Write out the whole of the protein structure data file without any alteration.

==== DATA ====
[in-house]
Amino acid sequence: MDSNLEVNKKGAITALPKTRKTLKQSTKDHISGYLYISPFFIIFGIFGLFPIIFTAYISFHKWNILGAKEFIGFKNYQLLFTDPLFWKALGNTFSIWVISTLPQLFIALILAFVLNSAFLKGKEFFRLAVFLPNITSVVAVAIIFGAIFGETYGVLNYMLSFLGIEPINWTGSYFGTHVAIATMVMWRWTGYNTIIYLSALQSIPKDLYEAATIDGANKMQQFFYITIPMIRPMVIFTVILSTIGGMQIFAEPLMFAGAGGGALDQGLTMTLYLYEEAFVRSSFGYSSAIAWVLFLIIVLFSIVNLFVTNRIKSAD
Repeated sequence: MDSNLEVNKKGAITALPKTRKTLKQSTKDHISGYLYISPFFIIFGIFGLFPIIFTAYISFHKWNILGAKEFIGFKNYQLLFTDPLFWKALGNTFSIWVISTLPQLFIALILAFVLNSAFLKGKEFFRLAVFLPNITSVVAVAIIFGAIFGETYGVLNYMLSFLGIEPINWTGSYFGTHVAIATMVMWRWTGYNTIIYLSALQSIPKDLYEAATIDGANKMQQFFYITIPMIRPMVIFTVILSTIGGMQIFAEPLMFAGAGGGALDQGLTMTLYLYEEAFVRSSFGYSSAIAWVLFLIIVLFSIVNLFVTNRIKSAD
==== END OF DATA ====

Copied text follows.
[in-house]
Amino acid sequence: MDSNLEVNKKGAITALPKTRKTLKQSTKDHISGYLYISPFFIIFGIFGLFPIIFTAYISFHKWNILGAKEFIGFKNYQLLFTDPLFWKALGNTFSIWVISTLPQLFIALILAFVLNSAFLKGKEFFRLAVFLPNITSVVAVAIIFGAIFGETYGVLNYMLSFLGIEPINWTGSYFGTHVAIATMVMWRWTGYNTIIYLSALQSIPKDLYEAATIDGANKMQQFFYITIPMIRPMVIFTVILSTIGGMQIFAEPLMFAGAGGGALDQGLTMTLYLYEEAFVRSSFGYSSAIAWVLFLIIVLFSIVNLFVTNRIKSAD
Repeated sequence: MDSNLEVNKKGAITALPKTRKTLKQSTKDHISGYLYISPFFIIFGIFGLFPIIFTAYISFHKWNILGAKEFIGFKNYQLLFTDPLFWKALGNTFSIWVISTLPQLFIALILAFVLNSAFLKGKEFFRLAVFLPNITSVVAVAIIFGAIFGETYGVLNYMLSFLGIEPINWTGSYFGTHVAIATMVMWRWTGYNTIIYLSALQSIPKDLYEAATIDGANKMQQFFYITIPMIRPMVIFTVILSTIGGMQIFAEPLMFAGAGGGALDQGLTMTLYLYEEAFVRSSFGYSSAIAWVLFLIIVLFSIVNLFVTNRIKSAD